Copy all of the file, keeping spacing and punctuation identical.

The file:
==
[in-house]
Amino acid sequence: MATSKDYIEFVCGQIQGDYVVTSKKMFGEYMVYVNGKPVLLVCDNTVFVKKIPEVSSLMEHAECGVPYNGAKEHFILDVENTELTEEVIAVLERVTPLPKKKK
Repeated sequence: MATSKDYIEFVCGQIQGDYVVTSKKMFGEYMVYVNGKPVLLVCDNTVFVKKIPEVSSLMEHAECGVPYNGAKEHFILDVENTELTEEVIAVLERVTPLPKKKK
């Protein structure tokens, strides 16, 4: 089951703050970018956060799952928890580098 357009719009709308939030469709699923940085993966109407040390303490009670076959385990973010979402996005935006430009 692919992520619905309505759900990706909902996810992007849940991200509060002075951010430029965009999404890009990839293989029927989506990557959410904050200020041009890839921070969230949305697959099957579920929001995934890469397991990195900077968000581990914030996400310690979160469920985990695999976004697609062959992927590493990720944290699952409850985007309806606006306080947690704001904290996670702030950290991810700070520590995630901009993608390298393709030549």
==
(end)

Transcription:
[in-house]
Amino acid sequence: MATSKDYIEFVCGQIQGDYVVTSKKMFGEYMVYVNGKPVLLVCDNTVFVKKIPEVSSLMEHAECGVPYNGAKEHFILDVENTELTEEVIAVLERVTPLPKKKK
Repeated sequence: MATSKDYIEFVCGQIQGDYVVTSKKMFGEYMVYVNGKPVLLVCDNTVFVKKIPEVSSLMEHAECGVPYNGAKEHFILDVENTELTEEVIAVLERVTPLPKKKK
């Protein structure tokens, strides 16, 4: 089951703050970018956060799952928890580098 357009719009709308939030469709699923940085993966109407040390303490009670076959385990973010979402996005935006430009 692919992520619905309505759900990706909902996810992007849940991200509060002075951010430029965009999404890009990839293989029927989506990557959410904050200020041009890839921070969230949305697959099957579920929001995934890469397991990195900077968000581990914030996400310690979160469920985990695999976004697609062959992927590493990720944290699952409850985007309806606006306080947690704001904290996670702030950290991810700070520590995630901009993608390298393709030549």